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[ café reviews ]


Kyuketsuki Miyu
(Vampire Princess Miyu)
"Ayakashi no Miyako"
(Unearthly Kyoto)

Distributed by: Soeishinsha and Pony Canyon (Japan), AnimEigo (North America)
Length: 35 minutes
Rating: NR, parental guidance suggested
Format: Original Japanese dialog (VHS/LD), subtitled (VHS/LD)

Based on the manga by Kakinouchi Narumi. Screenplay by Aikawa Noberu, directed by Hirano Toshiro and produced by AIC. English version directed by Michael House.

[ plot summary ]

volume 1

A vampire is rumoured to be on the loose claiming female victims in Kyoto. To date, five females have been killed, with no blood left in the bodies. Could it be that vampires really exist? However, reibaishya Himiko quickly discovers that all is not as it seems when she meets a very unusual young girl. Who exactly is she and what has she to do with little Aiko, the child who has fallen under the spell of a spirit? And what has she done to Miyahito that he no longer grieves for his recently lost girlfriend?

[ capsule review ]

This is a well written, well realized piece of work. Some might say that the animation quality is not up to snuff -- and yes, it's not the most spectacular, nor is it the most fluid animation I've seen. Others might say it's too cerebral. But I have no idea how the screenplay could have been presented more effectively. The minimalist approach conveys Kakinouchi Narumi's intent very effectively, letting your mind fill in what the cel painters left out. Koyama Mami does a very effective job as Himiko, and Watanabe Naoko's Miyu is competent, though I could do without her attempt at haunting laughter. Perhaps the strongest element of the series is the music -- haunting, at times enticing; accomplished composer Kawai Kenji has truly created a masterpiece. Animé often makes very effective use of the soundtrack, and Kyuketsuki Miyu certainly does not disappoint. But these individual elements would fall apart if there wasn't a story to bind it all together, and what a great story to start! In a inspired piece of storytelling, we get a glimpse of Japanese-style horror and suspense, tightly wrapped in a well-paced script. Excellent! - AN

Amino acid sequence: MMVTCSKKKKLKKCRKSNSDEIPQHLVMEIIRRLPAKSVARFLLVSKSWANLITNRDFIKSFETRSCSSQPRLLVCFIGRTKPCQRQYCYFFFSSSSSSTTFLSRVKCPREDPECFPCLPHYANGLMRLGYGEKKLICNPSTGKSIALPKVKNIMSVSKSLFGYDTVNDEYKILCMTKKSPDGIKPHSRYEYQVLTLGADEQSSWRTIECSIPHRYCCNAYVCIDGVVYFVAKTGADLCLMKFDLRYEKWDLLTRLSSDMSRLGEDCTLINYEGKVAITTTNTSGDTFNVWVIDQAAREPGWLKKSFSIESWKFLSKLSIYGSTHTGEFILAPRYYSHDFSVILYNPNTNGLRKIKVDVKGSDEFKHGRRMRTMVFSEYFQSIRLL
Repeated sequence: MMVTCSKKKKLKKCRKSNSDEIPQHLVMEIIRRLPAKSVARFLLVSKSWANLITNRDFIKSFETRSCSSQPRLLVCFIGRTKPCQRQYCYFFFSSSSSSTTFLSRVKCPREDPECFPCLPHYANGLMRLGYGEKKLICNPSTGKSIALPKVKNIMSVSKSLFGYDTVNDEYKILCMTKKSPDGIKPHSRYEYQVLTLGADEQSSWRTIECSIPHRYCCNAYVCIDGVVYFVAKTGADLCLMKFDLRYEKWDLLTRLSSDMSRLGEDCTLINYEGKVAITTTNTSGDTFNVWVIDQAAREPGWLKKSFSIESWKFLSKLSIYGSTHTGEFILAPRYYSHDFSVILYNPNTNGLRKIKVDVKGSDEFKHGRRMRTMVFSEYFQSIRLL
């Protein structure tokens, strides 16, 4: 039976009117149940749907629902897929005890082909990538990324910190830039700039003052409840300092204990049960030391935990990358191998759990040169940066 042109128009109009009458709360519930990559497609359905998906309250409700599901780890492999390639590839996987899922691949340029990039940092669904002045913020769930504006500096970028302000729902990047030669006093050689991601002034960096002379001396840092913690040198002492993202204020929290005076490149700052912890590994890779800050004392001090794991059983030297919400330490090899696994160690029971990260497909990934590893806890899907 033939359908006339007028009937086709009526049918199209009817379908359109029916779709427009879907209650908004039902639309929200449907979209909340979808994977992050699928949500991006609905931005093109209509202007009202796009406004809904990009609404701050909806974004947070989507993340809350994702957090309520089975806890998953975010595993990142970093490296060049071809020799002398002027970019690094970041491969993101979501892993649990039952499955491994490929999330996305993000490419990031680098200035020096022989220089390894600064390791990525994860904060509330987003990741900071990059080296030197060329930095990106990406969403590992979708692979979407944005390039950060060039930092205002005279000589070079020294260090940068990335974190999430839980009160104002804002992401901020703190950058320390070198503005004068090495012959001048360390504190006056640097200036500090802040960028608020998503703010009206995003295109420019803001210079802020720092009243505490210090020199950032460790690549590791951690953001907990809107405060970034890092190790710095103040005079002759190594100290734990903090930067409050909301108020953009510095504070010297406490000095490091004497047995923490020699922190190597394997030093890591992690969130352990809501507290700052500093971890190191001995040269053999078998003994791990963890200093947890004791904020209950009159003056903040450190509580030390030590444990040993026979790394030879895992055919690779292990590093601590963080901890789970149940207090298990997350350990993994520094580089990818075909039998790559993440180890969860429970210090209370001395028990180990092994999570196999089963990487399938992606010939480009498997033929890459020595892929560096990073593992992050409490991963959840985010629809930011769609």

It's interesting to note that the subtitled and the LD versions are *slightly* different from each other. The sub-titled version has had a few scenes, lasting perhaps 1-2 seconds each, cut out which makes the OAV a bit more difficult to understand and follow. Without these little transition scenes, the overall continuity of the OAV is affected and there is a feeling of jumping from one place to the next for no reason. Why AnimEigo decided to do this is difficult to ascertain; especially since the scenes are so short in nature.

The overall story is well-told with some very good background music and suspenseful scenes. The OAV takes advantage of using "still" shots in Miyu's pursuit of her quarry. While this may mean that the animation quality is not as "good" as other series with complex animation (hey, let's face it, the series *is* pretty old now), it is very effective in its depiction of the chase.

While it may not be the best animation series out there, it has somehow become my all time favourite anime series. The overall feel of the characters and the telling of the stories makes it very worthwhile to watch, if not own.

Of some interest, the animation style in the manga series is extremely minimalistic. Often there are frames where you have little more than lines suggesting certain shapes and your imagination is to fill in the rest. It's very effective in communicating the "feel" of certain scenes. -JYN

[ café rating ]

Original: Subbed: Dubbed:
Story: 4 stars 4 stars N/R
Direction: 4 stars 4 stars N/R
Acting: 4 stars 4 stars N/R
Animation: 2 stars 2 stars N/R
Music: 5 stars 5 stars N/R
Translation: N/A 4 stars N/R
Overall Rating: 4 stars 4 stars N/R

[ café trivia ]

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Page last modified 1999.04.28